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Insights Daily Current Events, 07 October 2015

Insights Daily Current Events, 07 October 2015


Paper 3 Topic: Effects of liberalization on the economy, changes in industrial policy and their effects on industrial growth.

e-commerce likely to be $80 billion industry by 2020: report

According to a report released by Snapdeal and KPMG, the e-commerce sector in India is projected to cross $80 billion by 2020, and grow further to $300 billion by 2030. This growth will mainly be driven by growing adoption of smartphones and increasing Internet penetration.

  • The report is titled, ‘Impact of e-commerce on SMEs in India’.

What the report says?

  • Around 85% of small and medium enterprises (SMEs), which adopt e-commerce, believe that it was a cost effective medium to grow sales.
  • SMEs using Internet for business have seen 51% higher revenues and 49% more profit.
  • About 73% SMEs feel that e-commerce enables them to understand their markets better and 46% SMEs have seen increase in business through listings on online marketplaces.
  • e-commerce-enabled SMEs also reported 60-80% reduction in distribution, marketing and sales spend to get incremental business.

The report also points out patchy Internet connectivity due to underdeveloped infrastructure, a general lack awareness about the benefits that e-commerce offers and a lack of trust among organisations considering to go online, are some of the key challenges faced by the e – commerce sector.

Challenges for SMEs:

  • Inadequate financing is one of the major challenges for small and medium enterprises. Approximately 41% of SMEs in India do not have access to bank loans or other products offered by financial institutions, with a financing gap of more than Rs.2.93 trillion in the SME sector.

This fast paced growth of the ecommerce industry in India represents an unprecedented opportunity for the sector.

Sources: the hindu.


Paper 3 Topic: indigenization of technology.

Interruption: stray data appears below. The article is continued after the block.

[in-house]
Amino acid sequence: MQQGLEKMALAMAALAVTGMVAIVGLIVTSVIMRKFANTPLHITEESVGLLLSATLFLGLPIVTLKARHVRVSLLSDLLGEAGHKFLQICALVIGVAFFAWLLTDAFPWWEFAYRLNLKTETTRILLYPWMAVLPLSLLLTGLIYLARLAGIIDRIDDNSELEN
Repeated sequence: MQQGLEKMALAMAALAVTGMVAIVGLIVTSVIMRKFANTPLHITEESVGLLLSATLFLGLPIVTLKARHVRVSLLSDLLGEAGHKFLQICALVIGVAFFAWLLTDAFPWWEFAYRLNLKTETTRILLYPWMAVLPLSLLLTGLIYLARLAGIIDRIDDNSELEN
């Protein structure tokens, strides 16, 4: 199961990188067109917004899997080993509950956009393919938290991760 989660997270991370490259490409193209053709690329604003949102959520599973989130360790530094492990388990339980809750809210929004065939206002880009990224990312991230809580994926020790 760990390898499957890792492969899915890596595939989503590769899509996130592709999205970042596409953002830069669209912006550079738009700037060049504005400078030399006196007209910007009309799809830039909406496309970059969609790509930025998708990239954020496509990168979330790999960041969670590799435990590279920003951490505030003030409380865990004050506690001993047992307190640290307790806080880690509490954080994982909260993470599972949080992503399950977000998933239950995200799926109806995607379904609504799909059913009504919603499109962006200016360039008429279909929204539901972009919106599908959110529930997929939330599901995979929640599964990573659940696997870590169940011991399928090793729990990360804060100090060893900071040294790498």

INS Astradharini commissioned

The Indian Navy has commissioned the first indigenously-designed and built torpedo launch and recovery vessel INS Astradharini.

About the Vessel:

  • INS Astradhani is an advanced replacement for Astravahini which was decommissioned on July 17 this year.
  • It can operate at high sea states and has a large deck area with Torpedo Launchers for deploying and recovering various kinds of torpedos during the trials. It has a length of 50 m.
  • It has modern power generation and distribution, navigation and communication systems.Astradharini
  • The unique hull form of the ship demonstrates the country’s ship design and shipbuilding capabilities. The catamaran hull configuration significantly reduces the power requirement of the ship that is capable of attaining 15 knots.
  • The unique design of the vessel is a collaborative effort of Naval Science and Technological Laboratory (NSTL), IIT Kharagpur and Shoft Shipyard.
  • INS Astradhani will be used to carry out the technical trials of underwater weapons and systems developed by NSTL.
  • It reflects the capability of our scientists and manufacturing facilities and would go a long way in the ‘Make in India’ campaign.

sources: pib.


Paper 3 Topic: Effects of liberalization on the economy, changes in industrial policy and their effects on industrial growth.

IMF cuts India’s growth forecast for FY16 to 7.3%